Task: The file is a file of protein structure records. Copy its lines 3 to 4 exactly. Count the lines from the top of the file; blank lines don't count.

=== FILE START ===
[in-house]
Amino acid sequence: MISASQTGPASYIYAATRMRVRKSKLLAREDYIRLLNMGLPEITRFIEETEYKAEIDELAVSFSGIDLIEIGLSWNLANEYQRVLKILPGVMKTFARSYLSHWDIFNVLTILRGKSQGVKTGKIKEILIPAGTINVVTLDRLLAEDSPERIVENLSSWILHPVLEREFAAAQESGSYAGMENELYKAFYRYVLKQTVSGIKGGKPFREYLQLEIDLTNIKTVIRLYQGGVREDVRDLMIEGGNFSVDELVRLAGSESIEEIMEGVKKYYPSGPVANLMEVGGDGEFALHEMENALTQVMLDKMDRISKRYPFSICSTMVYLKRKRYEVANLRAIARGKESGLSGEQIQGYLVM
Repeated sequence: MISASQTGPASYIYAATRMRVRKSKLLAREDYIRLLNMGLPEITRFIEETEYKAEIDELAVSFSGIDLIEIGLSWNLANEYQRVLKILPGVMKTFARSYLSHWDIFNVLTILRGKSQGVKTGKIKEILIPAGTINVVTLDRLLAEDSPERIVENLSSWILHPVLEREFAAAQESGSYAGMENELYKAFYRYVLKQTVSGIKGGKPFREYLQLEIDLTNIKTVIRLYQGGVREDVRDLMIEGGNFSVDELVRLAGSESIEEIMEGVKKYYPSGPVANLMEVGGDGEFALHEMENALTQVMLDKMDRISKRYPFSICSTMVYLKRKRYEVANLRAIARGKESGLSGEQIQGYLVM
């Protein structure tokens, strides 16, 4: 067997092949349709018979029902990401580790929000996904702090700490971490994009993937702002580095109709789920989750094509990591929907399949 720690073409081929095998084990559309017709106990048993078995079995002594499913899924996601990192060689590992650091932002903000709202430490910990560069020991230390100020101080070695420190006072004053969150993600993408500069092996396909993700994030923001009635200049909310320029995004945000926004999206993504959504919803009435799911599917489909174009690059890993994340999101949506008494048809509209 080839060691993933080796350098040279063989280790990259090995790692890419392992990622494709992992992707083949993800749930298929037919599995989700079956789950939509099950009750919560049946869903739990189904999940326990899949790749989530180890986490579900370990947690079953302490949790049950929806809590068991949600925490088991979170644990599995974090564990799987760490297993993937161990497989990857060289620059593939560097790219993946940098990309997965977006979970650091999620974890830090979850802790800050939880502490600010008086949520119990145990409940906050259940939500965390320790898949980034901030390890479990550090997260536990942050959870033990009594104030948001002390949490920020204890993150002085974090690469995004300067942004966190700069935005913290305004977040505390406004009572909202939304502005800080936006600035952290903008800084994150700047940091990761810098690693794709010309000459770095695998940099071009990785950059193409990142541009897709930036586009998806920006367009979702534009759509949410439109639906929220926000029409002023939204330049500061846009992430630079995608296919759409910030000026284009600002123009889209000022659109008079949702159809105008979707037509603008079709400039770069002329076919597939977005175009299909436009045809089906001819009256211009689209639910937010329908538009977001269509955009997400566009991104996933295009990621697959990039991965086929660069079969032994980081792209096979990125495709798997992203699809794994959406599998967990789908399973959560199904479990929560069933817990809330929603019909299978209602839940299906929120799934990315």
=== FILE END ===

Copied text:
Repeated sequence: MISASQTGPASYIYAATRMRVRKSKLLAREDYIRLLNMGLPEITRFIEETEYKAEIDELAVSFSGIDLIEIGLSWNLANEYQRVLKILPGVMKTFARSYLSHWDIFNVLTILRGKSQGVKTGKIKEILIPAGTINVVTLDRLLAEDSPERIVENLSSWILHPVLEREFAAAQESGSYAGMENELYKAFYRYVLKQTVSGIKGGKPFREYLQLEIDLTNIKTVIRLYQGGVREDVRDLMIEGGNFSVDELVRLAGSESIEEIMEGVKKYYPSGPVANLMEVGGDGEFALHEMENALTQVMLDKMDRISKRYPFSICSTMVYLKRKRYEVANLRAIARGKESGLSGEQIQGYLVM
């Protein structure tokens, strides 16, 4: 067997092949349709018979029902990401580790929000996904702090700490971490994009993937702002580095109709789920989750094509990591929907399949 720690073409081929095998084990559309017709106990048993078995079995002594499913899924996601990192060689590992650091932002903000709202430490910990560069020991230390100020101080070695420190006072004053969150993600993408500069092996396909993700994030923001009635200049909310320029995004945000926004999206993504959504919803009435799911599917489909174009690059890993994340999101949506008494048809509209 080839060691993933080796350098040279063989280790990259090995790692890419392992990622494709992992992707083949993800749930298929037919599995989700079956789950939509099950009750919560049946869903739990189904999940326990899949790749989530180890986490579900370990947690079953302490949790049950929806809590068991949600925490088991979170644990599995974090564990799987760490297993993937161990497989990857060289620059593939560097790219993946940098990309997965977006979970650091999620974890830090979850802790800050939880502490600010008086949520119990145990409940906050259940939500965390320790898949980034901030390890479990550090997260536990942050959870033990009594104030948001002390949490920020204890993150002085974090690469995004300067942004966190700069935005913290305004977040505390406004009572909202939304502005800080936006600035952290903008800084994150700047940091990761810098690693794709010309000459770095695998940099071009990785950059193409990142541009897709930036586009998806920006367009979702534009759509949410439109639906929220926000029409002023939204330049500061846009992430630079995608296919759409910030000026284009600002123009889209000022659109008079949702159809105008979707037509603008079709400039770069002329076919597939977005175009299909436009045809089906001819009256211009689209639910937010329908538009977001269509955009997400566009991104996933295009990621697959990039991965086929660069079969032994980081792209096979990125495709798997992203699809794994959406599998967990789908399973959560199904479990929560069933817990809330929603019909299978209602839940299906929120799934990315």